October 2020

CSSH congratulates David Henig (“Crossing the Bosphorus: Connected Histories of “Other” Muslims in the Post-Imperial Borderlands of Southeast Europe” (CSSH 58-4, 2016)) on the publication of his new book, Remaking Muslim Lives: Everyday Islam in Postwar Bosnia and Herzegovina (University of Illinois Press, 2020). The publisher has the following to say about the text:

The violent disintegration of Yugoslavia and the cultural and economic dispossession caused by the collapse of socialism continue to force Muslims in Bosnia and Herzegovina to reconfigure their religious lives and societal values. David Henig draws on a decade of fieldwork to examine the historical, social, and emotional labor undertaken by people to live in an unfinished past–and how doing so shapes the present. In particular, Henig questions how contemporary religious imagination, experience, and practice infuse and interact with social forms like family and neighborhood and with the legacies of past ruptures and critical events. His observations and analysis go to the heart of how societal and historical entanglements shape, fracture, and reconfigure religious convictions and conduct.

Provocative and laden with eyewitness detail, Remaking Muslim Lives offers a rare sustained look at what it means to be Muslim and live a Muslim life in contemporary Bosnia and Herzegovina.


Congratulations as well to CSSH author Tony Ballantyne (“Paper, Pen, and Print: The Transformation of the Kai Tahu Knowledge Order” (CSSH 53-2, 2011)), whose co-edited volume Indigenous Textual Cultures: Reading and Writing in the Age of Global Empire, was published last month by Duke University Press. The book is described thusly:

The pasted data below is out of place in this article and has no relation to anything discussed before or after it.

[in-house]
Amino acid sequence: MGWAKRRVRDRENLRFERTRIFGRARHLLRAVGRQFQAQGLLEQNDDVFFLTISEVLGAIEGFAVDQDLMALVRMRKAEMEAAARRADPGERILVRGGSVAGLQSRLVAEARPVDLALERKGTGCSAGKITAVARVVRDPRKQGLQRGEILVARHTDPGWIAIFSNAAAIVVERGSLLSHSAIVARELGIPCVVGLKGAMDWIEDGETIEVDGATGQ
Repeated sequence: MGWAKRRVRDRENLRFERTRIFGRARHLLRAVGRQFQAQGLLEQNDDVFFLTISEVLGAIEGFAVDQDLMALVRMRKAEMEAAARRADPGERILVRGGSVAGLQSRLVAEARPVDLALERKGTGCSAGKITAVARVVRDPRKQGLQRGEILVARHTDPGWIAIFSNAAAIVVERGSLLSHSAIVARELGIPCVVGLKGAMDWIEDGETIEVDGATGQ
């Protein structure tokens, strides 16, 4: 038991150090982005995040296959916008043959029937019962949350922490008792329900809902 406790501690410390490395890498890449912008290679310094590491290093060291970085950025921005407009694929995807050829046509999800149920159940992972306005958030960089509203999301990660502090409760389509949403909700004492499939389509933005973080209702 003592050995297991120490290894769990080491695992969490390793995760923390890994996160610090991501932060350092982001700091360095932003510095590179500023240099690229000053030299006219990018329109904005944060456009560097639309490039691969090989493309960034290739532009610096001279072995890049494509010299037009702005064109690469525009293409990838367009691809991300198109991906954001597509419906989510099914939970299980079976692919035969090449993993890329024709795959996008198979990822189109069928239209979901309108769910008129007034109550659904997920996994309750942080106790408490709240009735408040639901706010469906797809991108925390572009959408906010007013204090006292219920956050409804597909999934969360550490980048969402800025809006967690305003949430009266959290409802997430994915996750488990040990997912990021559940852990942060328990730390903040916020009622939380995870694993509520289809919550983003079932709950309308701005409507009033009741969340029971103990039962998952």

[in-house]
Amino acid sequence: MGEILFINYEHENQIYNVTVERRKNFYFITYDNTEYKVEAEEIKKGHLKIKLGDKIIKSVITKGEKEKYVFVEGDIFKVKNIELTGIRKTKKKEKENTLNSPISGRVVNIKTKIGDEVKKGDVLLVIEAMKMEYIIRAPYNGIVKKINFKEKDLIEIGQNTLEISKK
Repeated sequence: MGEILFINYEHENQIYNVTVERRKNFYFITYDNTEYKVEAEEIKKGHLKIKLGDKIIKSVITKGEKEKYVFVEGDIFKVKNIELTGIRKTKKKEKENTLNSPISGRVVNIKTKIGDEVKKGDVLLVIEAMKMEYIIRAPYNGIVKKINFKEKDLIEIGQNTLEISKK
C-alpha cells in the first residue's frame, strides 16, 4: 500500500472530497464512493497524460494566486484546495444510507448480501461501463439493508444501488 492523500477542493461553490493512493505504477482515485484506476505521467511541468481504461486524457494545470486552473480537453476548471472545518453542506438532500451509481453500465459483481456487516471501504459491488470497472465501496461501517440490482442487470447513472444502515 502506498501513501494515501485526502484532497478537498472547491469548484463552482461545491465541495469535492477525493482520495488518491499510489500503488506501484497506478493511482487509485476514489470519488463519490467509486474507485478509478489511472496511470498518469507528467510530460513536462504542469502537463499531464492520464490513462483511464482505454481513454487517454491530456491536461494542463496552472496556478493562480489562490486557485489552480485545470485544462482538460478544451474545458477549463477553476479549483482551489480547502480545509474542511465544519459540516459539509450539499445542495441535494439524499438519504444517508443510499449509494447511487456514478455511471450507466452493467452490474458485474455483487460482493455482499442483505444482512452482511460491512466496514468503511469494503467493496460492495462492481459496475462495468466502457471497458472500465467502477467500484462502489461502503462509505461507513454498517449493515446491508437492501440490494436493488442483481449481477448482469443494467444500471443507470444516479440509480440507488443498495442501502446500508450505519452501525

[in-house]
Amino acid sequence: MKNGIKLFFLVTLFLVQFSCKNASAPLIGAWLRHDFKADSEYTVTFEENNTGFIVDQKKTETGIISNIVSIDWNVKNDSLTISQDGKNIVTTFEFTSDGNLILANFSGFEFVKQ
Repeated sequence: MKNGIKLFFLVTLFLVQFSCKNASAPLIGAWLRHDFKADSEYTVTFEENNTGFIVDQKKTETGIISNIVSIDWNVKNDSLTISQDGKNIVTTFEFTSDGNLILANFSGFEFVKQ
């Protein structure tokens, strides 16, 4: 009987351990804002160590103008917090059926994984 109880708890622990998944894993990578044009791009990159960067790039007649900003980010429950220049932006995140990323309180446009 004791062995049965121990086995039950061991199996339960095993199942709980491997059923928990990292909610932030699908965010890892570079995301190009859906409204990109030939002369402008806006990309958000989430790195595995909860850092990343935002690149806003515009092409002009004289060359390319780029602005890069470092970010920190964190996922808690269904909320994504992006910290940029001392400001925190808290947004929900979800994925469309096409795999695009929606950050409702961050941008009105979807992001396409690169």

As modern European empires expanded, written language was critical to articulations of imperial authority and justifications of conquest. For imperial administrators and thinkers, the non-literacy of “native” societies demonstrated their primitiveness and inability to change. Yet as the contributors to Indigenous Textual Cultures make clear through cases from the Pacific Islands, Australasia, North America, and Africa, indigenous communities were highly adaptive and created novel, dynamic literary practices that preserved indigenous knowledge traditions. The contributors illustrate how modern literacy operated alongside orality rather than replacing it. Reconstructing multiple traditions of indigenous literacy and textual production, the contributors focus attention on the often hidden, forgotten, neglected, and marginalized cultural innovators who read, wrote, and used texts in endlessly creative ways. This volume demonstrates how the work of these innovators played pivotal roles in reimagining indigenous epistemologies, challenging colonial domination, and envisioning radical new futures.

Finally, CSSH congratulates Radhika Singha (“Finding Labor from India for the War in Iraq: The Jail Porter and Labor Corps, 1916–1920” (CSSH 49-2, 2007)) on the publication of The Coolie’s Great War: Indian Labour in a Global Conflict, 1914-1921 (Hurst Publishers, 2020). Hurst describes the book as follows:

Though largely invisible in histories of the First World War, over  550,000 men in the ranks of the Indian army were non-combatants. From the porters, stevedores and construction workers in the Coolie Corps to those who maintained supply lines and removed the wounded from the battlefield, Radhika Singha recovers the story of this unacknowledged service.

The labour regimes built on the backs of these ‘coolies’ sustained the military infrastructure of empire; their deployment in interregional arenas bent to the demands of global war. Viewed as racially subordinate and subject to ‘non-martial’ caste designations, they fought back against their status, using the warring powers’ need for manpower as leverage to challenge traditional service hierarchies and wage differentials.

The Coolie’s Great War views that global conflict through the lens of Indian labour, constructing a distinct geography of the war—from tribal settlements and colonial jails, beyond India’s frontiers, to the battlefronts of France and Mesopotamia.